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"Write out of love, write out of instinct, write out of reason. But always for money."
Louis Untermeyer


The Occasional Muse
My humble opinion on current events

September 10, 2003

The 2nd Anniversary

To all Americans, that headline should say it all. The evil terrorist attack on September 11, 2001 is still fresh in our memories, as if it happened yesterday. Someday, it will probably fade into the history books, and become another day that prompts a newspaper article or two, like December 7 and Pearl Harbor Day. Personally, I hope that never happens, but human nature being as forgetful and live-in-the-moment as it is, it's probably inevitable. But not yet. No way.

It seems to me like it was just the other morning, when I was driving into work and heard a news report that a plane had flown into the World Trade Center. It sounded like it had been some small private aircraft, so I wasn't overly concerned, except for the pilot and whoever was in the plane's way.

I got into the office, booted up the PC, and started my morning chores. As I often do, I checked some news web sites, and was surprised to find that I couldn't access them. CNN, Fox News, MSNBC, they were all down. I went to National Review Online, and got to the home page, where it said that the twin towers had collapsed. I was stunned. Then my mother called me and told me what was on the TV. Two planes at the trade center. Another at the Pentagon. Another in Pennsylvania. A bomb threat at the State Department, which later turned out to be bogus.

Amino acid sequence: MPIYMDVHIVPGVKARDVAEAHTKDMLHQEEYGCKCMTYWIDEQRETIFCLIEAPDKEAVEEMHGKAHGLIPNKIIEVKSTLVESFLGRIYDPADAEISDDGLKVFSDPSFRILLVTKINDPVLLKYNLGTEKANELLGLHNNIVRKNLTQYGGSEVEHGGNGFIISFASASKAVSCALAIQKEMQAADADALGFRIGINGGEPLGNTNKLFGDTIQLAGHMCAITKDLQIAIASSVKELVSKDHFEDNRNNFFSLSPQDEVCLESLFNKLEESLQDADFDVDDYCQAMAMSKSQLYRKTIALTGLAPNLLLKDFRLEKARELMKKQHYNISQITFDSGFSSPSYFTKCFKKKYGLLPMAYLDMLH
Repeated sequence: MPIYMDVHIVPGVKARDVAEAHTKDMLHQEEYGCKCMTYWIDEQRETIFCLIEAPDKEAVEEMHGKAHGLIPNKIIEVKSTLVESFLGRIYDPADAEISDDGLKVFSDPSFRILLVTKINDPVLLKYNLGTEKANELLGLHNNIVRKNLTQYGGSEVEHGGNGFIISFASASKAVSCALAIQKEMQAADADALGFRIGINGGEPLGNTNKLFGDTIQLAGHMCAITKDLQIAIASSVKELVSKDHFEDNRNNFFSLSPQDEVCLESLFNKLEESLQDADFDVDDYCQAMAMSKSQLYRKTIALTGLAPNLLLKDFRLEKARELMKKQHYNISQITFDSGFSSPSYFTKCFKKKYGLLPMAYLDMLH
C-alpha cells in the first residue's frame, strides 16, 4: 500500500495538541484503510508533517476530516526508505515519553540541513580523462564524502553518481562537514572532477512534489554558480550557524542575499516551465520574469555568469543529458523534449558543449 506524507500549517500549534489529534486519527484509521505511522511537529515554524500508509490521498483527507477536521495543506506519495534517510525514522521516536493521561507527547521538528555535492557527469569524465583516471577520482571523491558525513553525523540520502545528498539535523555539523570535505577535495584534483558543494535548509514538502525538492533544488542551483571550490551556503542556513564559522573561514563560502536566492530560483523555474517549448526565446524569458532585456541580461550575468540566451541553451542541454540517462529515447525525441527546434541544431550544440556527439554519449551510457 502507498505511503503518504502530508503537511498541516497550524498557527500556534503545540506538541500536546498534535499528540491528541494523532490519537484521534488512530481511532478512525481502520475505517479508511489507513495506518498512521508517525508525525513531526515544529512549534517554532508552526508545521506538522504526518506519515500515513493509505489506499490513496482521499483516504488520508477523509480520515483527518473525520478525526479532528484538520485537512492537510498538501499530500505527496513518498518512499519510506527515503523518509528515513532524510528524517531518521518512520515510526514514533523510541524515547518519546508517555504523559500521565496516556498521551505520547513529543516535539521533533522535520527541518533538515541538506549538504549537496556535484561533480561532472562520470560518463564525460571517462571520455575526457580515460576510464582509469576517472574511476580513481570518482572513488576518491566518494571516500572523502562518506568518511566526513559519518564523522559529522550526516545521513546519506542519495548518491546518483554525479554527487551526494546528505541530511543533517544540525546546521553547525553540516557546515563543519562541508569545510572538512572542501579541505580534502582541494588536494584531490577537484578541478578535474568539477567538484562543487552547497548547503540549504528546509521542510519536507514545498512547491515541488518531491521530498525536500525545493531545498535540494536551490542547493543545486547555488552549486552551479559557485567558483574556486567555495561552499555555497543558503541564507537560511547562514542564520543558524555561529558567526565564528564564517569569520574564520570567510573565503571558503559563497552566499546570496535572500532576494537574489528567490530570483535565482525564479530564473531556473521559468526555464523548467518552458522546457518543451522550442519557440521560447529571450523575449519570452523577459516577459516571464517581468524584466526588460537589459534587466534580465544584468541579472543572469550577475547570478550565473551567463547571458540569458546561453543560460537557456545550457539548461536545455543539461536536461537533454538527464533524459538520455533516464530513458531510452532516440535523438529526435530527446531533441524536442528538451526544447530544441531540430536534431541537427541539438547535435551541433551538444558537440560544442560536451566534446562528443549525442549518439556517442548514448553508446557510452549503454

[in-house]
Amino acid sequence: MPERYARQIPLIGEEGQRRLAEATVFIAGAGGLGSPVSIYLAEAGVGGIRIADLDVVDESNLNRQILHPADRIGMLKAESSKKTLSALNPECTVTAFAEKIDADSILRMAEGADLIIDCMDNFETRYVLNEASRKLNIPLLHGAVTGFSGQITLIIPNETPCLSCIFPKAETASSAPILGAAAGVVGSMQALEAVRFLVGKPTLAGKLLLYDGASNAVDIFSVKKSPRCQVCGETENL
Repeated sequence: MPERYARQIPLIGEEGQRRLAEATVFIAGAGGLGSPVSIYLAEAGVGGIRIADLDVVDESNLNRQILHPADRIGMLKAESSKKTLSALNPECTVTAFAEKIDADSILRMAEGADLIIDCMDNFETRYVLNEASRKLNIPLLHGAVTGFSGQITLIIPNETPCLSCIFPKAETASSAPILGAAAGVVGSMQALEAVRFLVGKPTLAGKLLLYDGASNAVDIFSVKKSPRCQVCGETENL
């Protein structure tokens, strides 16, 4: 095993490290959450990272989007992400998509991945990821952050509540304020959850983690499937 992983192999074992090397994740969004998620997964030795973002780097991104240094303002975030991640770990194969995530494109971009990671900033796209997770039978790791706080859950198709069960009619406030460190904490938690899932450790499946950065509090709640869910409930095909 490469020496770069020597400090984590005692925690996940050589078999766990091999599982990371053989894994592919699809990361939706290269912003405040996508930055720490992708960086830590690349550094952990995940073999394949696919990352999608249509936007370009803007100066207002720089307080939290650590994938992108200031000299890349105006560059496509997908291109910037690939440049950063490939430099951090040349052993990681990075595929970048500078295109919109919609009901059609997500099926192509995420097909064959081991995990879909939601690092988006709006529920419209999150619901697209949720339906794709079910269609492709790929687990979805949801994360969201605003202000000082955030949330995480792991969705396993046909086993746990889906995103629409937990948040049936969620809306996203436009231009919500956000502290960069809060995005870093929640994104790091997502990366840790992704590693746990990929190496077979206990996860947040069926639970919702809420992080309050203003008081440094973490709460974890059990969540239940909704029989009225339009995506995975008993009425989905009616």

My first reaction was hopelessly naive, and showed that I had no grasp or understanding about our enemy. I wondered how terrorists had managed to steal empty planes and fly them from the airport. I couldn't imagine that any human could possess such vicious barbarity, that they'd hijack loaded planes filled with innocents and kill them in their suicide-murder mission. Who could be so cruel, so utterly inhuman?

On that first day, that was what I couldn't get out of my head, the idea that unsuspecting people who had done nothing to these slimeballs could be used as instruments of slaughter. It still burns me, to this very day - my heartbeat is speeding up even as I type these words. Two years later, the terrorist attack on September 11 still pisses me off.

I heard the other day that Howard Dean thinks we should remove thousands of American troops from Iraq because Al Queda has moved in to attack them. This abject surrender to our enemies galled me. Now, we don't have to look for the terrorists - they're right there in Iraq, just waiting to get trounced. We should send more troops and wipe out every one of them. But Dean would prefer that we run and hide in the face of the enemy. That's really smart. That sends the right message.

People like Dean still don't understand our enemy. They think we can reason with them, or negotiate with them, or just leave us alone and they'll leave us alone. Don't do anything to make them mad. Give them what they want and they'll go away. Play a constant game of defense and hope we don't get stung too badly. Go on the offensive? Find and kill them before they find and kill more Americans? Too expensive. Too risky. Not worth the effort.

Lord help us all if Dean or a like-minded fool wins the White House next year.